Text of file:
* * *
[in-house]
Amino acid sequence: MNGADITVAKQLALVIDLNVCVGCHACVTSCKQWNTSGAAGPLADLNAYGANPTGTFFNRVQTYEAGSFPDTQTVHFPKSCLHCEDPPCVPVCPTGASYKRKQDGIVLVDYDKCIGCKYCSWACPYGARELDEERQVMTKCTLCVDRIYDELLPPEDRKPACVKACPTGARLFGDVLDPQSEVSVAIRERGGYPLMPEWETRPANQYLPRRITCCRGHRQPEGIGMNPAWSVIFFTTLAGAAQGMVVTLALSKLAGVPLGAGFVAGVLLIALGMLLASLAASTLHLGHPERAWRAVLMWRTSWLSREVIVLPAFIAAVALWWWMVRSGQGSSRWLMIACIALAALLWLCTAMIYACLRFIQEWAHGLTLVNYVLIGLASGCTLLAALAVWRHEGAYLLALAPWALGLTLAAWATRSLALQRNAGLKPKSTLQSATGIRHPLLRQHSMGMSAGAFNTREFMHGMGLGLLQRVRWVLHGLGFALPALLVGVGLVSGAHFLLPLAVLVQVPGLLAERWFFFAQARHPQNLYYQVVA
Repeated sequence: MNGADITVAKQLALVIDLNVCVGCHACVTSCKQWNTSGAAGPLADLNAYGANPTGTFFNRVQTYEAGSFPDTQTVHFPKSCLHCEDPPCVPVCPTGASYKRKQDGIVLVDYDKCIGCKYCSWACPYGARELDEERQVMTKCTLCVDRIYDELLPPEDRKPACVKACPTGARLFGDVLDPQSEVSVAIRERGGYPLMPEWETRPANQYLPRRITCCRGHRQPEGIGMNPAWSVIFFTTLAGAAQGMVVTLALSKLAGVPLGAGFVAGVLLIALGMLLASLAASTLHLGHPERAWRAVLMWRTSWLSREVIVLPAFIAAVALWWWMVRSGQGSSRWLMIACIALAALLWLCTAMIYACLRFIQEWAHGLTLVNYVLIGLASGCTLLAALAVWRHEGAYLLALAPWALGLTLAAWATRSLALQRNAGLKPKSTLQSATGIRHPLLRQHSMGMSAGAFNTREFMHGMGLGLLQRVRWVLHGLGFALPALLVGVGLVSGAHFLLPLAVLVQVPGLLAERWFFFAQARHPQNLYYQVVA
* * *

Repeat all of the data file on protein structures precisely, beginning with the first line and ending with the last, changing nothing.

[in-house]
Amino acid sequence: MNGADITVAKQLALVIDLNVCVGCHACVTSCKQWNTSGAAGPLADLNAYGANPTGTFFNRVQTYEAGSFPDTQTVHFPKSCLHCEDPPCVPVCPTGASYKRKQDGIVLVDYDKCIGCKYCSWACPYGARELDEERQVMTKCTLCVDRIYDELLPPEDRKPACVKACPTGARLFGDVLDPQSEVSVAIRERGGYPLMPEWETRPANQYLPRRITCCRGHRQPEGIGMNPAWSVIFFTTLAGAAQGMVVTLALSKLAGVPLGAGFVAGVLLIALGMLLASLAASTLHLGHPERAWRAVLMWRTSWLSREVIVLPAFIAAVALWWWMVRSGQGSSRWLMIACIALAALLWLCTAMIYACLRFIQEWAHGLTLVNYVLIGLASGCTLLAALAVWRHEGAYLLALAPWALGLTLAAWATRSLALQRNAGLKPKSTLQSATGIRHPLLRQHSMGMSAGAFNTREFMHGMGLGLLQRVRWVLHGLGFALPALLVGVGLVSGAHFLLPLAVLVQVPGLLAERWFFFAQARHPQNLYYQVVA
Repeated sequence: MNGADITVAKQLALVIDLNVCVGCHACVTSCKQWNTSGAAGPLADLNAYGANPTGTFFNRVQTYEAGSFPDTQTVHFPKSCLHCEDPPCVPVCPTGASYKRKQDGIVLVDYDKCIGCKYCSWACPYGARELDEERQVMTKCTLCVDRIYDELLPPEDRKPACVKACPTGARLFGDVLDPQSEVSVAIRERGGYPLMPEWETRPANQYLPRRITCCRGHRQPEGIGMNPAWSVIFFTTLAGAAQGMVVTLALSKLAGVPLGAGFVAGVLLIALGMLLASLAASTLHLGHPERAWRAVLMWRTSWLSREVIVLPAFIAAVALWWWMVRSGQGSSRWLMIACIALAALLWLCTAMIYACLRFIQEWAHGLTLVNYVLIGLASGCTLLAALAVWRHEGAYLLALAPWALGLTLAAWATRSLALQRNAGLKPKSTLQSATGIRHPLLRQHSMGMSAGAFNTREFMHGMGLGLLQRVRWVLHGLGFALPALLVGVGLVSGAHFLLPLAVLVQVPGLLAERWFFFAQARHPQNLYYQVVA